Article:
Preserving Your Credit Score: 7 Things To Watch Out For

Imagine being able to borrow money without any hassles or unruly paperwork, so that you could buy your dream car or house. However, reality is far from such a scenario. Borrowing money from the bank depends on a number of factors – the most important being your credit score. A credit score is an indicator of your reliability and financial situation. Lenders assess your risk as a borrower by putting together the information in your credit report and credit score. A high score results in banks lending you money without much doubt and interest. A low credit score, on the other hand, comes with its long list of problems including higher interest on loans, high insurance premiums, and difficulty in being able to buy or rent houses and cars. We’ve previously discussed 5 ways to improve your credit score. This time, here are seven ways to preserve your credit score and prevent it from dropping –

#1 Avoid using more than half of your credit card limit

Credit utilisation is calculated as the ratio of your outstanding balance to your credit limit. If your credit utilisation is high, it could impact your credit score. If you use too much credit, the possibility of you repaying the money you borrow is expected to decrease. A higher utilisation could ultimately result in you defaulting on your credit obligations. A low credit utilisation means that you are using only a small amount of the credit loaned to you and hence the possibility of paying back the amount is high. In order to keep a decent credit score, ask your bank to either increase the limit of your credit card, or spread out your expenses over several credit cards to avoid reaching the limit on either. You can also pay your credit card dues twice a month so that the limit refreshes each time.

#2 Avoid any late payments or defaulting your credit cards

Payment history has a very strong impact on your credit score, so people looking to maintain a proper credit score should pay credit card bills on time. Defaulting on a credit card bill payment will almost certainly lead to difficulty in taking out loans, or opening new bank accounts. On the off-chance that you are able to secure a loan, the interest rates may be very high. Most banks do send you notices when your payment deadline is about to approach. Despite this, the number of credit card defaulters remains astonishingly high.

#3 Avoid multiple credit cards

Having multiple credit cards is neither unheard of nor is it a bad idea. However, managing and keeping track of more than one credit card requires a higher amount of attention. Due dates and the reward points should be noted. A default could result in bad credit score and high interest. Know that inactive credit cards could also negatively affect your credit score, as could applying for multiple credit cards within a given span of time.

#4 Keep a sufficient gap between sanctioning two loans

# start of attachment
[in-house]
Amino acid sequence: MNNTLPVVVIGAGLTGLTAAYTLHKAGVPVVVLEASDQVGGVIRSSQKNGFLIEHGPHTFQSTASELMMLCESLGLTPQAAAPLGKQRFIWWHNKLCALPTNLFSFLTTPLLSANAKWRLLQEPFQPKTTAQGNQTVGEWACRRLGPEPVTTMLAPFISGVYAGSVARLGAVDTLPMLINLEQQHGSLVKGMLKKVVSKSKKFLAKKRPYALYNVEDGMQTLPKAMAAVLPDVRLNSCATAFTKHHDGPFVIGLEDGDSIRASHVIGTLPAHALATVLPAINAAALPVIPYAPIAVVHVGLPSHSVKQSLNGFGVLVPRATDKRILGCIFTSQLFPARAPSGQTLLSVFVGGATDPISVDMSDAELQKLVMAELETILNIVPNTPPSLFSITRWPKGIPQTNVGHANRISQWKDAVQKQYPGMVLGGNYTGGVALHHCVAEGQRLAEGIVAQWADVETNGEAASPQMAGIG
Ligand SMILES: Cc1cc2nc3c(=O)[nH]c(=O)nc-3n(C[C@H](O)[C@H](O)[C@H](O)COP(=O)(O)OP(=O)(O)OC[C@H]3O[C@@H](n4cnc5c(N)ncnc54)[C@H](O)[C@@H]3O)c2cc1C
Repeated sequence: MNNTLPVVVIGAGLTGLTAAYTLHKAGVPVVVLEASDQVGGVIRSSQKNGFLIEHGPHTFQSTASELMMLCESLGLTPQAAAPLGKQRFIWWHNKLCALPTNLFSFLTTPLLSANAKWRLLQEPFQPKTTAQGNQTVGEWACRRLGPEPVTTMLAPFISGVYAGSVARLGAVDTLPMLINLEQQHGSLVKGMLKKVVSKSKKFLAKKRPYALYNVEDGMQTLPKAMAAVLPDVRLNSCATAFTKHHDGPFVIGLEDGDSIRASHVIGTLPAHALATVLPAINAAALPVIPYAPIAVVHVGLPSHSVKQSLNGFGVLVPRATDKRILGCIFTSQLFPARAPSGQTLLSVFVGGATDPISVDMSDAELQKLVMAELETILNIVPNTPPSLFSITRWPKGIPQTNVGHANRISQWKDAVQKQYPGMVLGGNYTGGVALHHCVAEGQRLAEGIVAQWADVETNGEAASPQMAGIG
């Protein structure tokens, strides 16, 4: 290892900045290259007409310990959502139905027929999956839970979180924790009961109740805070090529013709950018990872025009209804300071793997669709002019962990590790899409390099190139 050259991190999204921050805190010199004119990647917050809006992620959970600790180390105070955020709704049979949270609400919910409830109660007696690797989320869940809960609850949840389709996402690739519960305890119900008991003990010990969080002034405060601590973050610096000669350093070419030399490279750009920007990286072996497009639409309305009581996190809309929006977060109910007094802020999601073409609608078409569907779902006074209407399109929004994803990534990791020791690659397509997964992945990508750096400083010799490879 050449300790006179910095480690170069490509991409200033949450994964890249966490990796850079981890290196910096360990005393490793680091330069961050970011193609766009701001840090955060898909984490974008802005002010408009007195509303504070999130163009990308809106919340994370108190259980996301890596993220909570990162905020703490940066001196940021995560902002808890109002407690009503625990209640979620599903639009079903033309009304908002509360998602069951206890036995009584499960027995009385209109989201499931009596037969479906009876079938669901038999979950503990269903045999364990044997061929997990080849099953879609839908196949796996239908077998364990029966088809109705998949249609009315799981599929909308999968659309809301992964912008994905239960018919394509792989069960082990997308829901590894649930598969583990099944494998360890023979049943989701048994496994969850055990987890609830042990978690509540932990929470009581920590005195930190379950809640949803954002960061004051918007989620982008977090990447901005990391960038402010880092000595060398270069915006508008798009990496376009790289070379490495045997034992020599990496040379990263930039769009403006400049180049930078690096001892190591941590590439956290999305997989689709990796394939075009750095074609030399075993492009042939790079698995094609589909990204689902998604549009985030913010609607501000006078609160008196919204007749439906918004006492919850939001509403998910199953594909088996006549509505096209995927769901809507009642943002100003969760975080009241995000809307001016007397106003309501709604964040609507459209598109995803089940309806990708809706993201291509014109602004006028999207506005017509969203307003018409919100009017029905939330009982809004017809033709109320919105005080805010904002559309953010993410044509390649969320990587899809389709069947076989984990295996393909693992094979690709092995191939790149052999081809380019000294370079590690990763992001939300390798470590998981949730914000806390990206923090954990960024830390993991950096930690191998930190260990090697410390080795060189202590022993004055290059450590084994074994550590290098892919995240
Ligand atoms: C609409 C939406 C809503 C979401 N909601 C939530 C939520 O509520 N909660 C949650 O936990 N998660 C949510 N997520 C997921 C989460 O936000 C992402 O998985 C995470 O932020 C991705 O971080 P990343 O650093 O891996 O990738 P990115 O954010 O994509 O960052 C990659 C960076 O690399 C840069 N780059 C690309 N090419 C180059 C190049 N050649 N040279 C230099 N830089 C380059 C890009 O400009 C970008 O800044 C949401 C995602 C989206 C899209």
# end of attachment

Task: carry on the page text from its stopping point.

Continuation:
While a gap between two loans seems obvious theoretically, a lot of young millennials believe that they need to buy their house and car immediately, resulting in a pool of debt. A loan should ideally be sanctioned for a short period of time. A longer tenure attached to your loan means you end up paying more interest over the years. Try to maintain a minimum gap of 12 months between the end of one loan and the start of the next. This way, financial pressure decreases and ensures that you end up paying the EMIs regularly without any defaults.

#5 Sticking to the same form of credit can keep your score stagnant

Credit basically refers to the act of borrowing money. This could be in any form – credit cards, bank loans or overdrafts. Using different kinds of credit and paying them off properly shows that you are a responsible borrower, and lenders don’t hesitate to lend you credit. In fact, it also helps build your credit score. Regardless of your credit type, it is important to note that you must always pay off your credit on time.

#6 Avoid jumping from card to card. Maintaining old credit cards helps you lengthen credit history

Every time you use a new card, the card comes with a fresh slate for you to build up on credit history. Closing existing accounts shrinks your credit score and makes it difficult for lenders to assess your risk. When your credit history is long and lengthy, it helps lenders asses you more accurately. It also shows that you have been using credit cards for a fairly long period of time and are responsible with the payment, successfully being able to manage it.

#7 Check your credit report regularly in order to avoid any mistakes

It is rare for a mistake to occur on a credit report. However, if it does, it can cause your credit score to plummet. There could be errors on your report suggesting you were 30 days late in your credit card payment, bringing your credit score down, and once the errors are fixed, it can take upto months for your credit score to be rectified. A simpler way is to just avoid any mistakes on your report.

With a monthly salary not sufficing and sustaining you through the month, credit is crucial to pull through the month, whether it is a simple shopping and vacation, or buying a house or car. Your credit can be improved by regularly borrowing small amounts of credit and paying it back in time. However, building up credit does take a lot of time, effort and planning, and hence, a lot of fintech portals have come up with the concept of lending a salary advance which does require an outstanding credit score. EarlySalary is one such salary advance app which has done away with the importance of the credit score. Instead, it checks many other factors – such as your social worth score in order to determine the interest that will be levied on your instant salary advance.

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